Bedross Der MatossianShattered Dreams of Revolution: Bedross Der Matossian

Stanford University Press, 2014

by Ari Ariel on February 24, 2015

Bedross Der Matossian

View on Amazon

[Cross-posted from New Books in Middle Eastern Studies] The Young Turk revolution of 1908 restored the Ottoman constitution, suspended earlier by Sultan Abdul Hamid II, and initiated a new period of parliamentary politics in the Empire. Likewise, the revolution was a watershed moment for the Empire’s ethnic communities, raising expectations for their full inclusion into the Ottoman political system as modern citizens and bringing to the fore competitions for power within and between groups. In Shattered Dreams of Revolution: From Liberty to Violence in the Late Ottoman Empire (Stanford University Press, 2014), Bedross Der Matossian examines how Ottoman ethnic communities understood and reacted to the revolution. Focusing on the Arab, Armenian and Jewish communities, and using sources in multiple languages, including Arabic, Armenian, Hebrew, Ladino and Ottoman Turkish, Der Matossian highlights the contradictions and ambiguities in interpretations of  Ottomanism and its reification as political structure. How, for example, could these groups express loyalty to the ideas of the revolution while protecting their own communal interests?

For the Young Turks, the goal of the revolution was first and foremost to centralize power and to preserve the territorial integrity of the Empire. They saw constitutionalism and parliamentarianism as vehicles to this end. For the non-dominant ethnic groups in the Empire, however, the Revolution meant freedom and equality, often understood as political decentralization and the preservation of their ethnic privileges. Through in depth analysis of revolutionary festivals, debates in the ethnic press, electoral campaigns, parliamentary discourse and then reactions to the 1909 counter-revolution, Der Matossian shows us that the dreams of the revolution were shattered under the weight of the incompatibility these understandings.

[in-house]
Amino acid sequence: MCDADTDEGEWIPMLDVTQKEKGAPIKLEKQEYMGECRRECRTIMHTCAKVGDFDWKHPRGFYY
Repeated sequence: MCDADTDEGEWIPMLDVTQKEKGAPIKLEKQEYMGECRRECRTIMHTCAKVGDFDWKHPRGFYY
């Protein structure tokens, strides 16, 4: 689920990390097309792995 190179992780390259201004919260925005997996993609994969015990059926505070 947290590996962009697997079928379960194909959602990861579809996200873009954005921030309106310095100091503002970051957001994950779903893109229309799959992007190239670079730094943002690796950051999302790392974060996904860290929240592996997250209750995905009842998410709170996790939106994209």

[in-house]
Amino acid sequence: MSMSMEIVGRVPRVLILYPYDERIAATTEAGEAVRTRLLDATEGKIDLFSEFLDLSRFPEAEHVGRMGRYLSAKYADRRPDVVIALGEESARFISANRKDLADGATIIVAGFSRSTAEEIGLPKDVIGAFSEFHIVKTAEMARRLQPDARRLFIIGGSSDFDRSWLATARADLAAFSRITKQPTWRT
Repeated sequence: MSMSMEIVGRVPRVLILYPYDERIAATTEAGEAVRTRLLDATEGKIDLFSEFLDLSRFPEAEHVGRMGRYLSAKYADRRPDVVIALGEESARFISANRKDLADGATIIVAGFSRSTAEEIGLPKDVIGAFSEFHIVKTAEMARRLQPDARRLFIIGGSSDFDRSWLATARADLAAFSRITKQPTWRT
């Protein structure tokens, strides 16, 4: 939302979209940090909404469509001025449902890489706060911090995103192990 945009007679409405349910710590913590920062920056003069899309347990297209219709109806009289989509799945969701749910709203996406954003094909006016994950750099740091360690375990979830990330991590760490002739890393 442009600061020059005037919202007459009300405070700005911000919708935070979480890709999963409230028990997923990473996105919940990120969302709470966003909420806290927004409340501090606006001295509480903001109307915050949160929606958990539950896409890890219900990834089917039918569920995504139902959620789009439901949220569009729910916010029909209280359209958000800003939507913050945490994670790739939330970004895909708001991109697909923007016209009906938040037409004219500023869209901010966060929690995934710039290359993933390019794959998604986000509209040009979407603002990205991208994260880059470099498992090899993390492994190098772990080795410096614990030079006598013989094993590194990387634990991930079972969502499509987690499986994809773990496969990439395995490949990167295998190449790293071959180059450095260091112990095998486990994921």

{ Comments on this entry are closed }

Sam Gindin and Leo PanitchThe Making of Global Capitalism: The Political Economy of American Empire

February 9, 2015

Two Canadian socialist thinkers have published a new book on the successes and failures, the crises, contradictions and conflicts in present-day capitalism. In The Making of Global Capitalism: The Political Economy of American Empire (Verso, 2013) , Leo Panitch and Sam Gindin trace the evolution of the international capitalist system over the last century. (Panitch is […]

Read the full article →

Emilie CloatrePills for the Poorest: An Exploration of TRIPS and Access to Medication in Sub-Saharan Africa

February 9, 2015

[Cross-posted from New Books in Medicine] Emilie Cloatre’s award-winning book, Pills for the Poorest: An Exploration of TRIPS and Access to Medication in Sub-Saharan Africa (Palgrave, 2013), locates the effects—and ineffectualness—of a landmark international agreement for healthcare: the World Trade Organization’s “Trade-related Aspects of Intellectual Property Rights.” Cloatre takes seriously the idea of TRIPS as a technology in Bruno Latour’s […]

Read the full article →

Bilyana LillyRussian Foreign Policy toward Missile Defense: Actors, Motivations, and Influence

February 3, 2015